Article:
“HONG KONG — They are sitting in orderly rows, wearing neatly pressed uniforms. But in this class, as they debate the merits of democracy and civil rights, Hong Kong high school students are prompting Beijing to worry that they are increasingly out of control.” New York Times, September 1, 2019
The problem as Beijing sees it, is critical thinking. The students in this civics course are being taught how to think for themselves about right and wrong, and how to analyze political and governmental systems from the basis of shared values and the values declared within those systems. It is not a skill that dictatorships prize.
As we watched television and videos, I used to ask my children on a regular basis what the advertisers wanted us to think and why. Less often, but still on occasion, I would casually wonder out loud, for example, why the Sea Hag was made to look the way she did when the Little Mermaid was depicted as she was. Sometimes they would entertain my questions but even if not, the seeds of questioning were planted.
I do not know if STEM education can or does include critical thinking skills, but it should. All along the way, students should be asked to think about the science, math, and technology they are using and developing, its potential for good and ill effect, and how to create safeguards for best practices. All of our engineers and scientists need to wonder through the process, about the shadow side of what they are working on, and the social implications of their work. The laboratory should no longer be isolated from the social context in which it is embedded. Economists should not be espousing theories that do not consider real-life, measurable human behavior and the absolute guarantee that human beings frequently do not act in their own best interests, which is what economists typically postulate.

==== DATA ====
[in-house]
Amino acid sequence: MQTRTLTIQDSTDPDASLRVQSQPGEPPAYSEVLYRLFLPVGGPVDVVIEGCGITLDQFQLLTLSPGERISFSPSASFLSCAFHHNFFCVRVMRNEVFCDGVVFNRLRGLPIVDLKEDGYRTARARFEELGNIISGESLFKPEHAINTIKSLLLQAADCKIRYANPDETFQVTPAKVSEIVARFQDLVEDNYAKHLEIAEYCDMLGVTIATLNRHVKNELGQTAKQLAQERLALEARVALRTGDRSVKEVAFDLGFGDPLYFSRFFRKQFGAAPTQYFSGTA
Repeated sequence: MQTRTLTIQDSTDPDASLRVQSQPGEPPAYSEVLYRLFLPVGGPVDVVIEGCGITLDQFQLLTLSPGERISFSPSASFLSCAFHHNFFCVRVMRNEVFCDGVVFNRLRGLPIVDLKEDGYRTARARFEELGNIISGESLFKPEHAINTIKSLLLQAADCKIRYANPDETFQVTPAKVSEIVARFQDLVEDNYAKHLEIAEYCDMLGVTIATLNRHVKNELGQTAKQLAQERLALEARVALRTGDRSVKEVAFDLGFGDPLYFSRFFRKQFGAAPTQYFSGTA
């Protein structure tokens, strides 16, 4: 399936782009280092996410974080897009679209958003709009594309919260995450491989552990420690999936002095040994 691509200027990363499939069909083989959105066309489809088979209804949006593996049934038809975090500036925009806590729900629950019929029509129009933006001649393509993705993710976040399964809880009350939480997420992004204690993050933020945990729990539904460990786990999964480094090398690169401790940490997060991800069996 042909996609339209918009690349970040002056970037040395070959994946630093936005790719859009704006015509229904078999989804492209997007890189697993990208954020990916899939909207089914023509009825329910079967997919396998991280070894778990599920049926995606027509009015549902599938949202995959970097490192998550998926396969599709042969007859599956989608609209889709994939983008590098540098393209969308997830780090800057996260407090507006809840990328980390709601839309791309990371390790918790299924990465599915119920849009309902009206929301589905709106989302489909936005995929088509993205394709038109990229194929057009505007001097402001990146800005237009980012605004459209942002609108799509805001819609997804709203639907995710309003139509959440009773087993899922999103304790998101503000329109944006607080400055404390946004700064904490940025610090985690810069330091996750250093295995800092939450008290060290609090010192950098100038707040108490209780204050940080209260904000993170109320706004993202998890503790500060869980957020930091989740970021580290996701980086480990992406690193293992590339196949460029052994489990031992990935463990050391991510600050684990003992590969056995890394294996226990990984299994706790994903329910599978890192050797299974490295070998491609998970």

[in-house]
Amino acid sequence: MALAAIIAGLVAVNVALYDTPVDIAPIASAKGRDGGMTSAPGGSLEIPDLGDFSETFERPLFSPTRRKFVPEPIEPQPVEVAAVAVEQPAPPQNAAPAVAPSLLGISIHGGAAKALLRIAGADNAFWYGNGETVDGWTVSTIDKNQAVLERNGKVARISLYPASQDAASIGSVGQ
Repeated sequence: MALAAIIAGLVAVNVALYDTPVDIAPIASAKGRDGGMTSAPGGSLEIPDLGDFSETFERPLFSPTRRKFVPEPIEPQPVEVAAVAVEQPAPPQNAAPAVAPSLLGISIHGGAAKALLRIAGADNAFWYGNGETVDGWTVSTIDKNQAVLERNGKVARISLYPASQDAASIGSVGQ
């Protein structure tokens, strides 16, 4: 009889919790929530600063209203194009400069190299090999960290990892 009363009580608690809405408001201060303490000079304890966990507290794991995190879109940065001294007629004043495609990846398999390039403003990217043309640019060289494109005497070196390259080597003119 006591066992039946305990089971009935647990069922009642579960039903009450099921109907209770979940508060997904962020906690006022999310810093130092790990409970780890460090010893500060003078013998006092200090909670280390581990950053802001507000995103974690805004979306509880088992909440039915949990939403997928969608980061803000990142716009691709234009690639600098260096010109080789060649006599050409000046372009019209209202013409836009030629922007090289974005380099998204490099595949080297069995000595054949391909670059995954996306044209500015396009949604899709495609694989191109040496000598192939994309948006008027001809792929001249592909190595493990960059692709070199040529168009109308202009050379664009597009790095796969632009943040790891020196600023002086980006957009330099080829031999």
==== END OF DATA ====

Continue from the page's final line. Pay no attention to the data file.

So many of us have allowed our critical thinking skills to atrophy, or we never had them nurtured in the first place. Liberals and progressives as much as conservatives and right-wingers. It is so much easier and more comfortable to begin each day and conversation from the same assumptions and never ponder underneath them. Why do I think that? Who gave me this lens to wear? Did they know it was just one of many lenses or did they think it was the only way to see this subject? What do we know now or know differently than we did when I first began thinking about this subject? Why do I feel resistance building in me every time my point of view is challenged? There are so many small, simple questions we can ask to help us ford the moat around our assumptions, or in the process perhaps confirm and deepen them.
One thing is certain. To engage critical thinking and explore the source of our assumptions, and question whether they are still the ones that make the most sense from our experience, we need to be engaged in conversation with other people making other assumptions – or even the same assumptions for different reasons. There is no substitute for diversity of thought when it comes to nurturing our own thinking.